By now, our expectations of drug movies may have seemed to have exploded into something beyond self-parody. It’s not simply that films have been following the footsteps set by Vince Gilligan – indeed, any script that deviates from the tried and tested formula set by a chemistry teacher turned meth overlord is sure to earn brownie points for originality. While Michelle Danner resists the opportunity to pay homage to the television series Breaking Bad, she does carve her own tale of an underdog fueled by a movement that has serviced his wallet, only to see his ambitions come crashing down by members of his own family. Danner casts Elisabeth Röhm as Miranda Albers, the most intrepid of parents.
The story revolves around Albers’s son Aiden (Edouard Philipponnat), a troubled teenager busted for drug possession. The cops then force to go undercover in order bring down a dangerous drug lord. Railing against the regulations of crime cinema from the get go, Danner opens the film with the very arrest that sets the plot in place. Aiden is given two choices: Either he can go down for the drugs he’s sold around his school, or he can assist Detective Wall (Cameron Douglas) in his quest to net a local drug-pin. Yet the choice also represents something of a personal betrayal, as the parent who fed him growing up, is also the same woman who reported him to the police. Röhm is excellent, delivering a harrowing performance: after she’s thrown her child into the furnace, what can she do in order to soften the burn?
She reaches out to her boy, lost in the confines of daydreams, only for him to rebuke her efforts with silence. Aiden’s too feisty, plastering any memories of her with another woman whose body he now shares. Over a harsh and stormy conversation, Aiden defends himself against the actions he feels wronged him, only for his mother to remind him of his youth, uselessness and idiocy. Both wind up crying, and the sins that have kept her awake in the weeks since calling the authorities wind up streaming down her face. Then when Aiden’s friend enters, she departs, leaving her child to face the demons he has brought on them alone.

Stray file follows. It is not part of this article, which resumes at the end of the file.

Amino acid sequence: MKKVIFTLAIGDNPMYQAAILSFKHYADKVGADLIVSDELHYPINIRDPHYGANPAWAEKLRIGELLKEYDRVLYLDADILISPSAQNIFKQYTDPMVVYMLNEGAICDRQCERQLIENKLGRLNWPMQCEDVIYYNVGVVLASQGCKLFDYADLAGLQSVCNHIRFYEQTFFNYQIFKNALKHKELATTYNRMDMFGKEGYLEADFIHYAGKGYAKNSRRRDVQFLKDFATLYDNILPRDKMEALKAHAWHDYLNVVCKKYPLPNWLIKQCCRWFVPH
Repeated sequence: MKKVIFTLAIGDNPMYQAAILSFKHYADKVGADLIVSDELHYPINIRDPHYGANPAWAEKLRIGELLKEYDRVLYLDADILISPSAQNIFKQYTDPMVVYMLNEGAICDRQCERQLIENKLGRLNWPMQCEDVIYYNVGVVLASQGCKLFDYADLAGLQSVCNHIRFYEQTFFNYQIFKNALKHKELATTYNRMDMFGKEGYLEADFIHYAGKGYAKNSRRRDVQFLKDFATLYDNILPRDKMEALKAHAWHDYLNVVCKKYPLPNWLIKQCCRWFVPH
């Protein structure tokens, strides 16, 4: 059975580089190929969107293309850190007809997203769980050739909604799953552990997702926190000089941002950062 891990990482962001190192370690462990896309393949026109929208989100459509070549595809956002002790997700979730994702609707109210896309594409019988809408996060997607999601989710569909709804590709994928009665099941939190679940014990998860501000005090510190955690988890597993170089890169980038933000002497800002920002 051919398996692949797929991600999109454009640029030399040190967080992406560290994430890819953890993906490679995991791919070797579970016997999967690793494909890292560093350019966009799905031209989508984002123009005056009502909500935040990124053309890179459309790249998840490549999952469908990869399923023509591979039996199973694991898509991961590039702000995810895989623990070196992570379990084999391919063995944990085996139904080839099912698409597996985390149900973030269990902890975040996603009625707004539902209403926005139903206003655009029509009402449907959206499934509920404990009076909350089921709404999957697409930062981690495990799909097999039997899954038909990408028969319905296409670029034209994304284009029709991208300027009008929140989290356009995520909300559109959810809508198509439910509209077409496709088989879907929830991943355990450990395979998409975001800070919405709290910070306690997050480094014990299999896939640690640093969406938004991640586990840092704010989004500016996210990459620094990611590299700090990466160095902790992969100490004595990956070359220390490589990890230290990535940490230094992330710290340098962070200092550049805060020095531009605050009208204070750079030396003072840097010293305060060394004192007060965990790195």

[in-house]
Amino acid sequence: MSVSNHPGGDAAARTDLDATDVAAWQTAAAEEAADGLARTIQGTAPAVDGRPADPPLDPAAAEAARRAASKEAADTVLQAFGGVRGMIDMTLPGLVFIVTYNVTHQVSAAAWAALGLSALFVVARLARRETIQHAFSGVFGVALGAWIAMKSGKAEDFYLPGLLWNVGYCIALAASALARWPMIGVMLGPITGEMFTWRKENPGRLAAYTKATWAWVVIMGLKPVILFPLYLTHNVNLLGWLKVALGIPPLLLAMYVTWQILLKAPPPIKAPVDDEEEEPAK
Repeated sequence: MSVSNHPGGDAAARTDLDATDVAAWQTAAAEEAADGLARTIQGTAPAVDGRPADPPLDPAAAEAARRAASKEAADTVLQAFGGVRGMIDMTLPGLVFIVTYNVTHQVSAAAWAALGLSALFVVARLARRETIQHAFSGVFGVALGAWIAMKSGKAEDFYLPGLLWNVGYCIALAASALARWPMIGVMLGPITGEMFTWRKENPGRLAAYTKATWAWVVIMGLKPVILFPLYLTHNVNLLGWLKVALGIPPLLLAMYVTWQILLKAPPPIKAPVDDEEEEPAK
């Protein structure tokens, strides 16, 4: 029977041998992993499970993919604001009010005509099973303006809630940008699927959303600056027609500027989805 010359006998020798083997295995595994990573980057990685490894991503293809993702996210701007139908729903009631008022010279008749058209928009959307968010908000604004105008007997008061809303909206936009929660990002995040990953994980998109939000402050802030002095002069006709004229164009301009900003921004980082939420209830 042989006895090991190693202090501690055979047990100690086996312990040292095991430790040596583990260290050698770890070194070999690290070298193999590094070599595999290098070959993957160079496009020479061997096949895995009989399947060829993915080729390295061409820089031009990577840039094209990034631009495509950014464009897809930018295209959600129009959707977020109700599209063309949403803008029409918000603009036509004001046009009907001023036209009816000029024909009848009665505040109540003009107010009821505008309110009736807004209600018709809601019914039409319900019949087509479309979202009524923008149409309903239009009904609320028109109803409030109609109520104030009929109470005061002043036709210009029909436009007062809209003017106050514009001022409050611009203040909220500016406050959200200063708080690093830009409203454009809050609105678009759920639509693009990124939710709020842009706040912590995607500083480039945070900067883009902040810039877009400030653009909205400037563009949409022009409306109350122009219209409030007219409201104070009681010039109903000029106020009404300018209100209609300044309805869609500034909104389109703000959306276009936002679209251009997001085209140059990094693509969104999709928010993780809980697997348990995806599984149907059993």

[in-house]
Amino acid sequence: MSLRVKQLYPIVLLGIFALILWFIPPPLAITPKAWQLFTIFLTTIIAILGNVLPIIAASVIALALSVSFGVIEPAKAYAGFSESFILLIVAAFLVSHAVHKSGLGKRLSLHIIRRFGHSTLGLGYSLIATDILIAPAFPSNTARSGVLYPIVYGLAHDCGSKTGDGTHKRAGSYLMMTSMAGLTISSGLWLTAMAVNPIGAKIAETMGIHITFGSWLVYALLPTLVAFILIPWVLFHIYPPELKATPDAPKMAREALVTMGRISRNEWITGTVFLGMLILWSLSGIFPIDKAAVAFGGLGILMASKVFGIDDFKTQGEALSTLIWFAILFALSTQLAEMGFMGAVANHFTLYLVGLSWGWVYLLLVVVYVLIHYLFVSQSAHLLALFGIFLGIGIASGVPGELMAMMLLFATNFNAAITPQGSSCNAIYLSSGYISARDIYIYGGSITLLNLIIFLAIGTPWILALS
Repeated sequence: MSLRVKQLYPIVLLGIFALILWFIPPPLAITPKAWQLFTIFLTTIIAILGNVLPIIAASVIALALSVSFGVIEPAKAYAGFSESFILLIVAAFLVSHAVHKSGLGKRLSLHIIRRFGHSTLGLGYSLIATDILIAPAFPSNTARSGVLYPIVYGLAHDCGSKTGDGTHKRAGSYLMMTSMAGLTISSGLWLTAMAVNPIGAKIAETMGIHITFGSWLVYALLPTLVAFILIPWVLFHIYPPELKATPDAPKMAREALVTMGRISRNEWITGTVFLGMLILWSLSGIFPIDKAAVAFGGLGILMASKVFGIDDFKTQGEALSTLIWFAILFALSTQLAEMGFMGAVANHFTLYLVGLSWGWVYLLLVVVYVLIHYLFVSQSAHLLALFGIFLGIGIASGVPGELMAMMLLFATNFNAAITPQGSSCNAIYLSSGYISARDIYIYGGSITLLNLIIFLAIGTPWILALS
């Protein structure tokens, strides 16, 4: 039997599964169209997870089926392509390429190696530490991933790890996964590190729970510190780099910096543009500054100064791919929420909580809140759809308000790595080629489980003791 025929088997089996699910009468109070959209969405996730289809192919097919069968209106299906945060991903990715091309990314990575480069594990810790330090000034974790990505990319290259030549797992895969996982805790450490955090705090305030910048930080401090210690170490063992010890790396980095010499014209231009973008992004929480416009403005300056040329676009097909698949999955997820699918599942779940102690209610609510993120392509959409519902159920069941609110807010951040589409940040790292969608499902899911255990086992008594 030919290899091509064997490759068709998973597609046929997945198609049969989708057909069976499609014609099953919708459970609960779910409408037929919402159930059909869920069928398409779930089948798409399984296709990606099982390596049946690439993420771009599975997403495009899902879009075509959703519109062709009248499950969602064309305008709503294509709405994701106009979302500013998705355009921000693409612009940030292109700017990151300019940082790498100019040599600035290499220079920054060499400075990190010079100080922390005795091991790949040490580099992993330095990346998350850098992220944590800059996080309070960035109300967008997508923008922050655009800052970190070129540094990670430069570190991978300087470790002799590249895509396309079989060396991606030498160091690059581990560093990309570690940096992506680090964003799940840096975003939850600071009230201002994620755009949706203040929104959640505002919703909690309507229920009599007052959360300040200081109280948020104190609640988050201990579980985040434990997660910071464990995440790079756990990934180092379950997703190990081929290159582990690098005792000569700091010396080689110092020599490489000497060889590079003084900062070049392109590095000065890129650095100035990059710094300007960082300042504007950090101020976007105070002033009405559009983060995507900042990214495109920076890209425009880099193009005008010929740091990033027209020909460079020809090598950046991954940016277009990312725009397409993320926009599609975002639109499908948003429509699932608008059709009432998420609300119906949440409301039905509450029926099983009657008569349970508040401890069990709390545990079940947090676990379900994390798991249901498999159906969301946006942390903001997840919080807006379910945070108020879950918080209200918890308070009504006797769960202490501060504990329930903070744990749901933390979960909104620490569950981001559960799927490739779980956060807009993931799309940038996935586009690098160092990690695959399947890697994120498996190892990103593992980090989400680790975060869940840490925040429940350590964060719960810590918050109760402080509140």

But Röhm’s character – in many ways, the voice of reason in a film surrounded by boastful, bullish men – never sacrifices integrity, even when her arc is sidelined. After her last agonised sighs has left his memory, the protagonist throws himself headfirst into a cycle of clubs, cars and coitus. When his enemies start shooting, his eyes ache for the woman who bores him, ready to return to more sedate territories. Her face, distant as the film races to its exhilarating climax, begins to seem more sympathetic. The action ramps up, and the domestic arguments that spurned him onto this mission seem paltry in comparison. And when he finally reaches that emotional epiphany, he captures the words all children hold for their parents, through bad times and through good.
Michelle Danner cuts straight to the heart of its audience, forcing them to question their values. But it doesn’t just shake viewers- it makes them grateful for everything their parents have done!
The Runner premieres at the virtual edition of the London Independent Film Festival, which takes place between April 9th and 18th.